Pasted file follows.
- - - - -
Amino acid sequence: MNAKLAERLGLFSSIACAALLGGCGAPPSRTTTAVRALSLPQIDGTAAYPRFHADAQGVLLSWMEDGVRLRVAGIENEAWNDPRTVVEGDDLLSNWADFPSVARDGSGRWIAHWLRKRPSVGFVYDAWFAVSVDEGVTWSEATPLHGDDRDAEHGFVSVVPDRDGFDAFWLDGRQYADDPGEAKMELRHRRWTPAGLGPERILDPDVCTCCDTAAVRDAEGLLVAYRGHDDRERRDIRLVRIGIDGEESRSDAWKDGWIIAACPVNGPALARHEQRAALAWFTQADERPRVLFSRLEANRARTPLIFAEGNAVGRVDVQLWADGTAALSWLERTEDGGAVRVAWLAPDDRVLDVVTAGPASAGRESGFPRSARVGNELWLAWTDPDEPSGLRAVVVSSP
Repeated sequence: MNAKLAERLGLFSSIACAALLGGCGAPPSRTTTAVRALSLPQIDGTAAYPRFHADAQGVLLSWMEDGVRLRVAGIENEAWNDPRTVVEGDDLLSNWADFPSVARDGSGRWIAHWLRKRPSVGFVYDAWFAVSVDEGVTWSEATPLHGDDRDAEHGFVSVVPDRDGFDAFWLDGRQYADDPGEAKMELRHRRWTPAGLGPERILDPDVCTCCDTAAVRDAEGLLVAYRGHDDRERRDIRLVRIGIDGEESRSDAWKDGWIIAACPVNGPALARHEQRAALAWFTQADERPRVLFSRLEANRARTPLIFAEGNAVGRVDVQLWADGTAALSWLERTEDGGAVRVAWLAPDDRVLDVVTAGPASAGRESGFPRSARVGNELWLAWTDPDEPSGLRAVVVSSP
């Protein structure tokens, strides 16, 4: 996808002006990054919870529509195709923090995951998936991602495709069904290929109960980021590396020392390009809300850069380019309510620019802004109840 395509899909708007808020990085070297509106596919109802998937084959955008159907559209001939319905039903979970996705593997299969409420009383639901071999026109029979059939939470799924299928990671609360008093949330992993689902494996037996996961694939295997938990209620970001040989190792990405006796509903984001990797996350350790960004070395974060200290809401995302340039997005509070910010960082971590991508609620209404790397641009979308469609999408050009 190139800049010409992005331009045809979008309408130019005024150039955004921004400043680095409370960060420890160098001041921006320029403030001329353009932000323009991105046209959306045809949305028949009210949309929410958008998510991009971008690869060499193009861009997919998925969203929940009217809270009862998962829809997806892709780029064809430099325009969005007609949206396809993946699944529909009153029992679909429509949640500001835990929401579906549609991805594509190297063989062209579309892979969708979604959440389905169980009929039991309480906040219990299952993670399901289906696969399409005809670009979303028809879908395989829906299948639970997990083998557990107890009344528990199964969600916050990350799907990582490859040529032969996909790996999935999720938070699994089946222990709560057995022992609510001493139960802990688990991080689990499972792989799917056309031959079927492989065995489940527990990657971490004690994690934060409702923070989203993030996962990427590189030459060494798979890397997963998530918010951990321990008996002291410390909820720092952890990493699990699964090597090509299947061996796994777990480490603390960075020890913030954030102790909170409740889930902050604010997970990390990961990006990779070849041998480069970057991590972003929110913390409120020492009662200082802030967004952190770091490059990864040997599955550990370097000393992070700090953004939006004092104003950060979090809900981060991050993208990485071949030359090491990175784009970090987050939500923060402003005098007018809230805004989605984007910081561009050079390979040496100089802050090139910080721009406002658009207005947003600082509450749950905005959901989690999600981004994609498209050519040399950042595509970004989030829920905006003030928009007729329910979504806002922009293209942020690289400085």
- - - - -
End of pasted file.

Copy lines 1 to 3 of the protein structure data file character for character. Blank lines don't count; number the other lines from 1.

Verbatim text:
Amino acid sequence: MNAKLAERLGLFSSIACAALLGGCGAPPSRTTTAVRALSLPQIDGTAAYPRFHADAQGVLLSWMEDGVRLRVAGIENEAWNDPRTVVEGDDLLSNWADFPSVARDGSGRWIAHWLRKRPSVGFVYDAWFAVSVDEGVTWSEATPLHGDDRDAEHGFVSVVPDRDGFDAFWLDGRQYADDPGEAKMELRHRRWTPAGLGPERILDPDVCTCCDTAAVRDAEGLLVAYRGHDDRERRDIRLVRIGIDGEESRSDAWKDGWIIAACPVNGPALARHEQRAALAWFTQADERPRVLFSRLEANRARTPLIFAEGNAVGRVDVQLWADGTAALSWLERTEDGGAVRVAWLAPDDRVLDVVTAGPASAGRESGFPRSARVGNELWLAWTDPDEPSGLRAVVVSSP
Repeated sequence: MNAKLAERLGLFSSIACAALLGGCGAPPSRTTTAVRALSLPQIDGTAAYPRFHADAQGVLLSWMEDGVRLRVAGIENEAWNDPRTVVEGDDLLSNWADFPSVARDGSGRWIAHWLRKRPSVGFVYDAWFAVSVDEGVTWSEATPLHGDDRDAEHGFVSVVPDRDGFDAFWLDGRQYADDPGEAKMELRHRRWTPAGLGPERILDPDVCTCCDTAAVRDAEGLLVAYRGHDDRERRDIRLVRIGIDGEESRSDAWKDGWIIAACPVNGPALARHEQRAALAWFTQADERPRVLFSRLEANRARTPLIFAEGNAVGRVDVQLWADGTAALSWLERTEDGGAVRVAWLAPDDRVLDVVTAGPASAGRESGFPRSARVGNELWLAWTDPDEPSGLRAVVVSSP
């Protein structure tokens, strides 16, 4: 996808002006990054919870529509195709923090995951998936991602495709069904290929109960980021590396020392390009809300850069380019309510620019802004109840 395509899909708007808020990085070297509106596919109802998937084959955008159907559209001939319905039903979970996705593997299969409420009383639901071999026109029979059939939470799924299928990671609360008093949330992993689902494996037996996961694939295997938990209620970001040989190792990405006796509903984001990797996350350790960004070395974060200290809401995302340039997005509070910010960082971590991508609620209404790397641009979308469609999408050009 190139800049010409992005331009045809979008309408130019005024150039955004921004400043680095409370960060420890160098001041921006320029403030001329353009932000323009991105046209959306045809949305028949009210949309929410958008998510991009971008690869060499193009861009997919998925969203929940009217809270009862998962829809997806892709780029064809430099325009969005007609949206396809993946699944529909009153029992679909429509949640500001835990929401579906549609991805594509190297063989062209579309892979969708979604959440389905169980009929039991309480906040219990299952993670399901289906696969399409005809670009979303028809879908395989829906299948639970997990083998557990107890009344528990199964969600916050990350799907990582490859040529032969996909790996999935999720938070699994089946222990709560057995022992609510001493139960802990688990991080689990499972792989799917056309031959079927492989065995489940527990990657971490004690994690934060409702923070989203993030996962990427590189030459060494798979890397997963998530918010951990321990008996002291410390909820720092952890990493699990699964090597090509299947061996796994777990480490603390960075020890913030954030102790909170409740889930902050604010997970990390990961990006990779070849041998480069970057991590972003929110913390409120020492009662200082802030967004952190770091490059990864040997599955550990370097000393992070700090953004939006004092104003950060979090809900981060991050993208990485071949030359090491990175784009970090987050939500923060402003005098007018809230805004989605984007910081561009050079390979040496100089802050090139910080721009406002658009207005947003600082509450749950905005959901989690999600981004994609498209050519040399950042595509970004989030829920905006003030928009007729329910979504806002922009293209942020690289400085």